In all vocations I fought for recognition in systems that seemingly took no heed of the individual and their unique strengths. Against typically industry-focused perspectives in education, I pushed for recognition of the need to create safe spaces where people could find themselves, so that they could succeed in learning whatever they chose to do, according to their strengths. That without these safe, nurturing spaces to stretch and grow … and fall over as is always part of true, sustainable learning … ultimate potential could never be reached. Truly fortifying life changes could never occur. I also realised after a time that it wasn’t enough just to affect individual students in my classes – I knew I had to research ways of developing and embedding an open-hearted approach within this industry-focused, standardised education system.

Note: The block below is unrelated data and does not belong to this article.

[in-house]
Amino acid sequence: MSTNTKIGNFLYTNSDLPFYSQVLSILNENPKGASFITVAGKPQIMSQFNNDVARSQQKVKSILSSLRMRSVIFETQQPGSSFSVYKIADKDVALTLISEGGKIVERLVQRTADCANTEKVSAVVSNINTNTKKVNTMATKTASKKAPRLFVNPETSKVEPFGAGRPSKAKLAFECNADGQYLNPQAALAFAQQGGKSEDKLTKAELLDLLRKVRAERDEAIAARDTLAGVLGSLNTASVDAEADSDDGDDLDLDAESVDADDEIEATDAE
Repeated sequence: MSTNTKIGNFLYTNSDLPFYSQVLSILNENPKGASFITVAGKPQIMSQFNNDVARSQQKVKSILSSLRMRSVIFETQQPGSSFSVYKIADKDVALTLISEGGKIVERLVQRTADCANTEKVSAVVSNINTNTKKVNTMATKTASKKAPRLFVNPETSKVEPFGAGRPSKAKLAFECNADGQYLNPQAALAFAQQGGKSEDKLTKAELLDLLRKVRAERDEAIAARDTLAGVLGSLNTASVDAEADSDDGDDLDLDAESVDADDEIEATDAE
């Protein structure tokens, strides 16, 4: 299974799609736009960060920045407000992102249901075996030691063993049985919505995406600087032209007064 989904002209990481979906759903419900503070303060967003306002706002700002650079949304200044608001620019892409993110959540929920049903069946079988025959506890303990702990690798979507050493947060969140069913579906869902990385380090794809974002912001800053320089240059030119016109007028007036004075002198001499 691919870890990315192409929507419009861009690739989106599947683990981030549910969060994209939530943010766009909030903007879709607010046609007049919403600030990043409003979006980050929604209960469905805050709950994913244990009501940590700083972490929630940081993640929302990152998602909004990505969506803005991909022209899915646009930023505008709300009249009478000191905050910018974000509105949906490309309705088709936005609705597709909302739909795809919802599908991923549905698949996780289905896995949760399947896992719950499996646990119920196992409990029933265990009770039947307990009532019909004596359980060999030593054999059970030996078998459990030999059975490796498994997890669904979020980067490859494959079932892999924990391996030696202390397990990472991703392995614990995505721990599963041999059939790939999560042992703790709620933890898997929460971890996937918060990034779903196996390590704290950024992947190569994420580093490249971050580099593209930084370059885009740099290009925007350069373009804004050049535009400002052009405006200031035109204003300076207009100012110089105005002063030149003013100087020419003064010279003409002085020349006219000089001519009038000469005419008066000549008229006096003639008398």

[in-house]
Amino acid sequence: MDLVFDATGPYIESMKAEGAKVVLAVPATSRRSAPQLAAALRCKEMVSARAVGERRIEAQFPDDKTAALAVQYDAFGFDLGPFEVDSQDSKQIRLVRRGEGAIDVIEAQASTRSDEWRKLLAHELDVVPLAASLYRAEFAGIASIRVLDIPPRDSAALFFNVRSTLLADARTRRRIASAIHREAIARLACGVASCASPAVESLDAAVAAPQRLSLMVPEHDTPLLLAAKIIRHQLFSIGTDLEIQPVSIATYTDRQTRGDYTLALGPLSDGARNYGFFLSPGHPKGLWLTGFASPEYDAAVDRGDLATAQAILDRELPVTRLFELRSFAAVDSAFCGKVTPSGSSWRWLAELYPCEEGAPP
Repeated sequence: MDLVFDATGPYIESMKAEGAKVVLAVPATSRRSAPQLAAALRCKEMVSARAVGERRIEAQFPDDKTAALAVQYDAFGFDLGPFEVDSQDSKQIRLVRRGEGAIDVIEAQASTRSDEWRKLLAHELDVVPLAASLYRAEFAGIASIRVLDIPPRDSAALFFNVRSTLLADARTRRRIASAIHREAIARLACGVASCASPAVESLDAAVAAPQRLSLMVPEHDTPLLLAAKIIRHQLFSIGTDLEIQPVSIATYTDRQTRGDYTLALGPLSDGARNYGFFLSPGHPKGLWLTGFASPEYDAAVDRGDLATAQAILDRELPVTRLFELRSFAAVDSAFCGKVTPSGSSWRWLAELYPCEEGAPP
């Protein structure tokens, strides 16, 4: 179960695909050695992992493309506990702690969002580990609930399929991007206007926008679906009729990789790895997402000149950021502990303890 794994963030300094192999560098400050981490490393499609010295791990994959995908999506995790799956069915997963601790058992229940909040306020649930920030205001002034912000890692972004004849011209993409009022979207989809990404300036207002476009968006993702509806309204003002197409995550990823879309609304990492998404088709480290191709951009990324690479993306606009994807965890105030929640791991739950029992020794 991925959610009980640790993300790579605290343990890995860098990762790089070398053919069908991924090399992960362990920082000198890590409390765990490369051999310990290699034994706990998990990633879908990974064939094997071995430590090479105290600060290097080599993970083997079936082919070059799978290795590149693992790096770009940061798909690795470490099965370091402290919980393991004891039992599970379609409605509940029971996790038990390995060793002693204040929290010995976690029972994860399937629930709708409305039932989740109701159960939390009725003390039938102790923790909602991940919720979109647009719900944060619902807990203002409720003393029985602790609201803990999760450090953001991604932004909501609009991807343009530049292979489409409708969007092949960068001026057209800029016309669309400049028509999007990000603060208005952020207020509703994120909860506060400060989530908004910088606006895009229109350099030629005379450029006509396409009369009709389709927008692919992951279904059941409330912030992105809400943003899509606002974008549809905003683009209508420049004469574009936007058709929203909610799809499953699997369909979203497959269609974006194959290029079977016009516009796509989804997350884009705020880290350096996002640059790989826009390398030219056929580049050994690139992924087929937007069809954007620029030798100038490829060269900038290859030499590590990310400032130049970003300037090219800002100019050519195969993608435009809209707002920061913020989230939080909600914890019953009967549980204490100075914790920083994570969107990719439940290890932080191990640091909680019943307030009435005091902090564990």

Consequently, my work as an educator and researcher in teacher professional development focuses on identity work as the primary foundation for cultivating potential learner capability. I have supported teaching practitioners across a broad range of professional development programs in universities, TAFE colleges, Adult Community Education, private and not-for profit sectors and have contributed to an International Boys School Coalition (IBSC) research project exploring masterful teaching practices in the education of boys. My current PhD research examines the experiences of vocational teaching practitioners as they unpack their own transformative stories of learning and teaching, and I am passionate about cultivating learning and learners.